Debt relief allows Somalia to rejoin global economy after 30-year exile

Kaamil Ahmed
Photograph: Feisal Omar/Reuters

Somalia’s debt will be slashed to a fraction of its current levels after almost $5bn (£4.1bn) of assistance was approved by the International Monetary Fund and World Bank.

A joint statement from the global financial institutions praised Somalia’s efforts at economic reform, allowing it to qualify for a debt relief programme and reintegrate into the global economy after 30 years.

“The journey leading to this decision required hard work, dedication and partnership,” said Somalia’s prime minister, Hassan Ali Khayre. “This decision is an important milestone, which presents ample opportunities for Somalia as it relentlessly pursues its ongoing reform processes as well as its recovery and development agenda.”

Through the heavily indebted poor countries initiative, Somalia’s debt will be reduced from $5.2bn to $557m over three years.

Related: Somalia edges closer to first democratic election in half a century

To qualify, Somali had to commit to a range of broad economic reforms, including strategies for reducing poverty and building an inclusive economy, and improve its governance and debt management.

“Work must continue to sustain and expand the implementation of these reforms as Somalia starts a new chapter of its history. I am confident a more resilient and prosperous future lies ahead for the people of Somalia,” said the IMF’s managing director, Kristalina Georgieva.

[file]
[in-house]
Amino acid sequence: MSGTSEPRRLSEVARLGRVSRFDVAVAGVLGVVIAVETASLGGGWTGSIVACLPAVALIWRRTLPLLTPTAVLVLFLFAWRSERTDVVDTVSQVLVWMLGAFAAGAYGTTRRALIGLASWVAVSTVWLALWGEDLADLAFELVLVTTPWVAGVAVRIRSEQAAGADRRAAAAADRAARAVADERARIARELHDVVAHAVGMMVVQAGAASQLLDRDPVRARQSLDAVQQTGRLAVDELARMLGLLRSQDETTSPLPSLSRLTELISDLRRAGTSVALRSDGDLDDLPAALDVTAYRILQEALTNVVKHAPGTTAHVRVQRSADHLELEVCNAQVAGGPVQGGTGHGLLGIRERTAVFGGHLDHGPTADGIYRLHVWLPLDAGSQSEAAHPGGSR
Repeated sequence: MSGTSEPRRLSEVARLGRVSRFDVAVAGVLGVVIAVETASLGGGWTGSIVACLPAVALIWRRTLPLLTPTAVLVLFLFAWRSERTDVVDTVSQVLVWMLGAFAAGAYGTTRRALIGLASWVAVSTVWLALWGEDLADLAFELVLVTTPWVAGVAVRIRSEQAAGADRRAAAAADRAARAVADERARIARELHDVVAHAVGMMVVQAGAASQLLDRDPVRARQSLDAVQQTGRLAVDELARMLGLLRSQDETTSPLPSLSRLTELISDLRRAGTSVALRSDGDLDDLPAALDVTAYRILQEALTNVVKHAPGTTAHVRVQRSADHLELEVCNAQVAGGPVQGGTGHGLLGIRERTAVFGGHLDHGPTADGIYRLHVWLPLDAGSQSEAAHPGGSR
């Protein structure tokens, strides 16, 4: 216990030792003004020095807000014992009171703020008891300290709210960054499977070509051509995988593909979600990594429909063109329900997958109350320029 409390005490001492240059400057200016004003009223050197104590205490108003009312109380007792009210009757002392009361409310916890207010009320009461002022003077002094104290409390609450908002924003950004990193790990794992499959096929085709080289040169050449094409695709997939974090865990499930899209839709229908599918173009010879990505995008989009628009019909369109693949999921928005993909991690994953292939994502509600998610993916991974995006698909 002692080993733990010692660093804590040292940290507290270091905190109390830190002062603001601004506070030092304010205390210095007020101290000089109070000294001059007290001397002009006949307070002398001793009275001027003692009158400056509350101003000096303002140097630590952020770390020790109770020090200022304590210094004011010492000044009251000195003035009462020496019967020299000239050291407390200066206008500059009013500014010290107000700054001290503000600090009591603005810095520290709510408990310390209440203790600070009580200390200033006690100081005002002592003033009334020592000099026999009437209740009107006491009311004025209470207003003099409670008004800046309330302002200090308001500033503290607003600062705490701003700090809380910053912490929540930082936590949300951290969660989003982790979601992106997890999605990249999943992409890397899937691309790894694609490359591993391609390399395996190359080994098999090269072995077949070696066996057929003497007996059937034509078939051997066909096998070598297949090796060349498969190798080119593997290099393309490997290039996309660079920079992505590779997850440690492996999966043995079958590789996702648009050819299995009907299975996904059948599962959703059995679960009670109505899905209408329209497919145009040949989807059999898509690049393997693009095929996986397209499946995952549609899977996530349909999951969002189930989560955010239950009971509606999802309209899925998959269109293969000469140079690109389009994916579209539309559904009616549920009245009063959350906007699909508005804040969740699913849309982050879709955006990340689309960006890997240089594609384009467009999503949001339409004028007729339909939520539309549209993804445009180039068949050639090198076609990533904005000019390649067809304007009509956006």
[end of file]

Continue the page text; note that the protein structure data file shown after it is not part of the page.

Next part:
The World Bank is also considering investments that would help Somalia deal with recent flooding and an unprecedented locust outbreak in the Horn of Africa – which the UN has warned could threaten the food stability of 25 million people – and to prepare for the threat of Covid-19, as the number of cases in Africa rises.

On Wednesday, the IMF and World Bank called for creditors to suspend debt repayments from the world’s 76 poorest countries to allow them to prepare for the challenges posed by coronavirus.

Somalia is also preparing this year to hold its first democratic elections since 1969. The current president, Mohamed Abdullahi Mohamed, was elected by MPs.

The UN, the African Union and the EU welcomed the debt relief as a way of helping Somalia build its economy.

“The government will have more resources for social services; banks and business will have easier access to credits and investments,” the EU’s ambassador to Somalia, Nicolas Berlanga, tweeted.

The EU announced on Thursday that it would provide €43m (£39m) to help clear Somalia’s debts.

Somalia’s arrears to the IMF, World Bank and African Development Bank were cleared with the help of bridge financing from Norway, Italy, the UK and the EU.

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